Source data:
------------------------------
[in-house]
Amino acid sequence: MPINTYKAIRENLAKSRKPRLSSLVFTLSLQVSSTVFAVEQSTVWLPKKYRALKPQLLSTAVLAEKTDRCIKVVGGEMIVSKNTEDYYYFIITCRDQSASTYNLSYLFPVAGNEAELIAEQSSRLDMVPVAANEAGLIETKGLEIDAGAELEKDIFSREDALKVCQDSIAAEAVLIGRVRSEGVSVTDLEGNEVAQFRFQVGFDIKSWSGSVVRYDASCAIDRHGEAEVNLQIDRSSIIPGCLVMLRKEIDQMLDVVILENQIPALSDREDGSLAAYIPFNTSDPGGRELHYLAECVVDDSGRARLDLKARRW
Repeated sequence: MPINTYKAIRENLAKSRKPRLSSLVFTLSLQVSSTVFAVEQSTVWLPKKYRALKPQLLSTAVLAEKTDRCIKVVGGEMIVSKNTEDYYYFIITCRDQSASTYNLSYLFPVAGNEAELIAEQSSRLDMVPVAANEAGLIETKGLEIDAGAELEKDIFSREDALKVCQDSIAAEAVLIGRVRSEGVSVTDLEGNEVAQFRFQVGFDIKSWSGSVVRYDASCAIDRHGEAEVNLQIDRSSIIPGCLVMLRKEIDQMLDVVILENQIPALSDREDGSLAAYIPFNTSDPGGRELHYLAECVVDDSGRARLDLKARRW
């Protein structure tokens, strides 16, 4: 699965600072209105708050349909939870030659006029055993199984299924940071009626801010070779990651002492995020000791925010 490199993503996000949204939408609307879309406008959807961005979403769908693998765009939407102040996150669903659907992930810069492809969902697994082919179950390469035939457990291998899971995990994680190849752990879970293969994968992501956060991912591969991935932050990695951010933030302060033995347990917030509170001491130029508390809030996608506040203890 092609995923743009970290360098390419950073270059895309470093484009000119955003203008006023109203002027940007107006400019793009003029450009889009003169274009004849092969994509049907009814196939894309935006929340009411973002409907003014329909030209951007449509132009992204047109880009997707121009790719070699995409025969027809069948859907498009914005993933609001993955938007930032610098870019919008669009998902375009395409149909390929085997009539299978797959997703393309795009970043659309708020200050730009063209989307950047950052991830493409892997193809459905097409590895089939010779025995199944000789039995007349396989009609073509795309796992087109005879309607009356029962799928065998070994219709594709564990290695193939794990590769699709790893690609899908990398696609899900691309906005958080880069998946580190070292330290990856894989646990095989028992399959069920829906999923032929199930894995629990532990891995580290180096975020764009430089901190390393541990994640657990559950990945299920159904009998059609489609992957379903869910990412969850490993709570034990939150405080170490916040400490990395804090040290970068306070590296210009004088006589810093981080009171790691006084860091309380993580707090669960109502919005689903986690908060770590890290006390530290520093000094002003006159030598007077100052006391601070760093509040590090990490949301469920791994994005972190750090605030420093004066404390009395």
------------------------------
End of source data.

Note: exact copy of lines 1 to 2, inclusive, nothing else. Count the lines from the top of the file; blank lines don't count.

[in-house]
Amino acid sequence: MPINTYKAIRENLAKSRKPRLSSLVFTLSLQVSSTVFAVEQSTVWLPKKYRALKPQLLSTAVLAEKTDRCIKVVGGEMIVSKNTEDYYYFIITCRDQSASTYNLSYLFPVAGNEAELIAEQSSRLDMVPVAANEAGLIETKGLEIDAGAELEKDIFSREDALKVCQDSIAAEAVLIGRVRSEGVSVTDLEGNEVAQFRFQVGFDIKSWSGSVVRYDASCAIDRHGEAEVNLQIDRSSIIPGCLVMLRKEIDQMLDVVILENQIPALSDREDGSLAAYIPFNTSDPGGRELHYLAECVVDDSGRARLDLKARRW